But this ignores the essential economic fact here that newspapers are no longer monopolies. With the internet, they gained new competitors the world around and lost the pricing power that their monopoly over production and distribution gave them. So it’s foolish to judge the Post or Times in isolation as if they could demand and get money from consumers who can now go to plenty of other sources.

Carr et al also ignore the economic reality of Google and the link becoming the new means of media distribution. If you hide your stuff, it cannot be found. And so long as you are hidden, your competitors will grab that distribution and marketshare from you.

Fred Wilson quotes a commenter on Carr’s blog, SidneyV, who instructs:

In periods of fundamental technological change & discontinuity, leaving money on the table may well be a smart strategy. . . . Sam Walton (whose descendants collectively are now the richest people in the world) pointedly refused to price the goods at the “going rate”, which a Harvard Business School prof of that time would have considered stupid. So Times would have been better off if they had recognized it at that time. At least they are smart enough to recognize it now. . . .

BTW, in late 80’s, Larry Ellison, nobody’s fool as a businessman, enunciated it thusly: in early markets, maximize marketshare, not profits. NY Times should have become *the* go-to place for news & views online. They always had the breadth & depth of content. The fact that they let a whole lot of other sources jump ahead speaks volumes of their failure of vision.

Carr thinks the Times left money on the table by taking down the wall. I think they burned money by putting it up. And once again, nowhere have I seen a decent financial analysis of the cost of TimesSelect: the cost of marketing to acquire subscribers and cope with churn, the cost of customer service, the cost of ad revenue lost, the cost of traffic lost to other sections and advertising lost there as a result. Clearly, the Times made that analysis and tore down the wall.

Matthew Ingram also rebuts the study Carr so dearly wishes to rely upon, first quoting the its conclusion regarding the Post: “Removing the [news website] from the market entirely would increase readership of [the newspaper] by 27,000 readers per day, or 1.5 per cent.” To which Matthew responds:

He therefore concludes that the Post has lost $5.5-million in newspaper revenue as a result of providing its news online for free. Does that make any sense? It might to an economist, but I would argue his thesis fails the reasonability test. If the website were to disappear or be locked behind a pay wall tomorrow, does anyone really think that 27,000 people would suddenly go out and start reading the paper edition?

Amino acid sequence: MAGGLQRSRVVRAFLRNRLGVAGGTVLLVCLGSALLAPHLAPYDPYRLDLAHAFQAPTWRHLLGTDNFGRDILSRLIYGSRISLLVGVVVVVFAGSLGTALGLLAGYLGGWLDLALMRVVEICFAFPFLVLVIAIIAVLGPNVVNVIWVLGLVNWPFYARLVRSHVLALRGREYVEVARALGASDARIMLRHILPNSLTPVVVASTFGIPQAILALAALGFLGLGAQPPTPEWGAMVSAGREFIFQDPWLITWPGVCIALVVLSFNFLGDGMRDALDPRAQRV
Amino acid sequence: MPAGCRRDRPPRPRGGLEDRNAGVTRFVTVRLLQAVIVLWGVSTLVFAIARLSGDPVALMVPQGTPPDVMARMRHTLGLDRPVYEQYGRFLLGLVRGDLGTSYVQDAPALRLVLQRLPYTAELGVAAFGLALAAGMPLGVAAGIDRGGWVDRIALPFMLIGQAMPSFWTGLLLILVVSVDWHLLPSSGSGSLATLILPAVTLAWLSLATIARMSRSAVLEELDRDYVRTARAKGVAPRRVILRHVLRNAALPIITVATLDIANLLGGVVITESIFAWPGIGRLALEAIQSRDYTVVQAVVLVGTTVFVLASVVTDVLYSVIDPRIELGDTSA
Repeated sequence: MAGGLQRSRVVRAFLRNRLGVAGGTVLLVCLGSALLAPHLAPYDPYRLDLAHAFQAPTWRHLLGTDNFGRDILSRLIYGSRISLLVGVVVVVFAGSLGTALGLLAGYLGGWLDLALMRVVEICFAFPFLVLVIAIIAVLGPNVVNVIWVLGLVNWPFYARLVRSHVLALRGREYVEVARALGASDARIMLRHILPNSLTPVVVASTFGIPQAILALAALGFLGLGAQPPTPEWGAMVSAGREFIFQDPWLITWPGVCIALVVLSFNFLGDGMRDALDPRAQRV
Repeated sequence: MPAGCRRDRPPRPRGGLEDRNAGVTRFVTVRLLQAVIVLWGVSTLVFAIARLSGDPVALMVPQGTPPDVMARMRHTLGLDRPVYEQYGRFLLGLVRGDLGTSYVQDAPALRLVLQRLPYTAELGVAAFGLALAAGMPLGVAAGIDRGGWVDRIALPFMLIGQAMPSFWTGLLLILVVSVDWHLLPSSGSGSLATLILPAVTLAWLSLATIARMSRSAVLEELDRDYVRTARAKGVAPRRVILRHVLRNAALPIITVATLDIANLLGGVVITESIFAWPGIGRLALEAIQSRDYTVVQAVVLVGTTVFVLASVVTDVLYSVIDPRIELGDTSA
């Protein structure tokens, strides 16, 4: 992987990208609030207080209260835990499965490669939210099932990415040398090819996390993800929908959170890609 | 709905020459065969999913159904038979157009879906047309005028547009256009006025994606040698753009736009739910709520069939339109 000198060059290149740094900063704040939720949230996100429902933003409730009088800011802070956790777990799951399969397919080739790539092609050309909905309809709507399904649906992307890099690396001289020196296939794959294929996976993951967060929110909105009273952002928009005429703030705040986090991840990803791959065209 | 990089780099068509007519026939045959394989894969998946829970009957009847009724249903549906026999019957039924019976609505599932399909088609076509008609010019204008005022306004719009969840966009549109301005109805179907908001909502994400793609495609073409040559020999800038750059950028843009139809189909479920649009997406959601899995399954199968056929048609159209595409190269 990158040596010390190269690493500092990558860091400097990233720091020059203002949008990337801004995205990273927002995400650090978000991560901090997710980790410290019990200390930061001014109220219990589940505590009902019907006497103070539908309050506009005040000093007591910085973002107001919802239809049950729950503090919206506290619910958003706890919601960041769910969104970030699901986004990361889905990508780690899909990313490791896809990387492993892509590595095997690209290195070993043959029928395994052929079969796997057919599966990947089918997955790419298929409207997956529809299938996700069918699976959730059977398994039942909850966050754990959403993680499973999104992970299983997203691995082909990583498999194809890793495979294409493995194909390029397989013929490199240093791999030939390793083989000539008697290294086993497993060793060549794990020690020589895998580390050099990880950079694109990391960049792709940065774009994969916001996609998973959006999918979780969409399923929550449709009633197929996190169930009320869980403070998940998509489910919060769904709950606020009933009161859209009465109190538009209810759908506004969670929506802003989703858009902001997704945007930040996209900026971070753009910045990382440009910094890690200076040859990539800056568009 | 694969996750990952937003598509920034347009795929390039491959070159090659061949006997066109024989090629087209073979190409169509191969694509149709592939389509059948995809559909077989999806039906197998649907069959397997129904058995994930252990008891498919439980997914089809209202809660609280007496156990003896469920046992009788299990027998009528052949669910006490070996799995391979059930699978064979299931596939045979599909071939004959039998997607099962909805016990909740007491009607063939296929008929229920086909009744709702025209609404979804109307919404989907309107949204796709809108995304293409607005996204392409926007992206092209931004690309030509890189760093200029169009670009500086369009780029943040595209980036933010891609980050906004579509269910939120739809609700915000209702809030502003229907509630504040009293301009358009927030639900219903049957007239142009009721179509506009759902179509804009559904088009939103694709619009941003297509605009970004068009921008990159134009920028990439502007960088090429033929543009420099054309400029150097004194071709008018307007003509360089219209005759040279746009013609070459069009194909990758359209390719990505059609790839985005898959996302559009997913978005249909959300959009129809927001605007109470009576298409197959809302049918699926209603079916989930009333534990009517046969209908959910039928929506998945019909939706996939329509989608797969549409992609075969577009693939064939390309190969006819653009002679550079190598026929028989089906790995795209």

Gentzkow clearly does. I think they would be more likely to just go elsewhere for their news, such as Google News or Yahoo News or MSNBC or CNN. It might be tempting — and make for a much simpler business case — to argue that a product like the Post competes primarily with its own website, and vice versa, but I don’t think that is the way things work.

Rob Hyndman also points out to Carr and company that lots of the people formerly known as readers like using the internet and wouldn’t it be foolish for a newspaper such as the Post or the Times to push them to competitors by putting up a pay wall?

Note finally Alex Patriquin’s analysis at of NY Times op-ed audience since they took down that wall: “…[T]he Opinion section has more than doubled unique visitors, while the overall site has grown by roughly 10% in the same period.”

Carr accuses of me being a member of the free-content hallelujah chorus who, he says, “take as a personal affront any attempt to charge for ‘content’ online.”

But Carr misinterprets me and projects a motive on me that is not there. I’m not saying necessarily that I want content to be free; hell, I’m a writer for a living and if I could be paid for my writing — and paid more than I am — I’d be delighted.

Instead, I am saying that content is free and companies like the New York Times and writers like me (and my students) as well as Carr had damned well better figure out how to work with that essential economic reality. Wishing that you could charge as if you were still a monopoly protected by the size of the gas tank of your nearest competitor’s trucks is foolhardy and dangerous. Carr’s analysis is as wistful as it is incomplete, sloppy, and hazardous.

And — this is what blows Carr’s mind — one response to this new networked economic reality is to view other media sources — your paper, the other guy’s news web site, your writing readers’ blogs — not as competitors but as complementary sources that enable you to do what you do best (and get the maximum value you can for that via advertising) and link to the rest (saving you the expense of inefficiency that news media still carries from its legacy today). One response to competition everywhere is to open up to collaboration, enabling you to identify and exploit your greatest value in a new economic reality.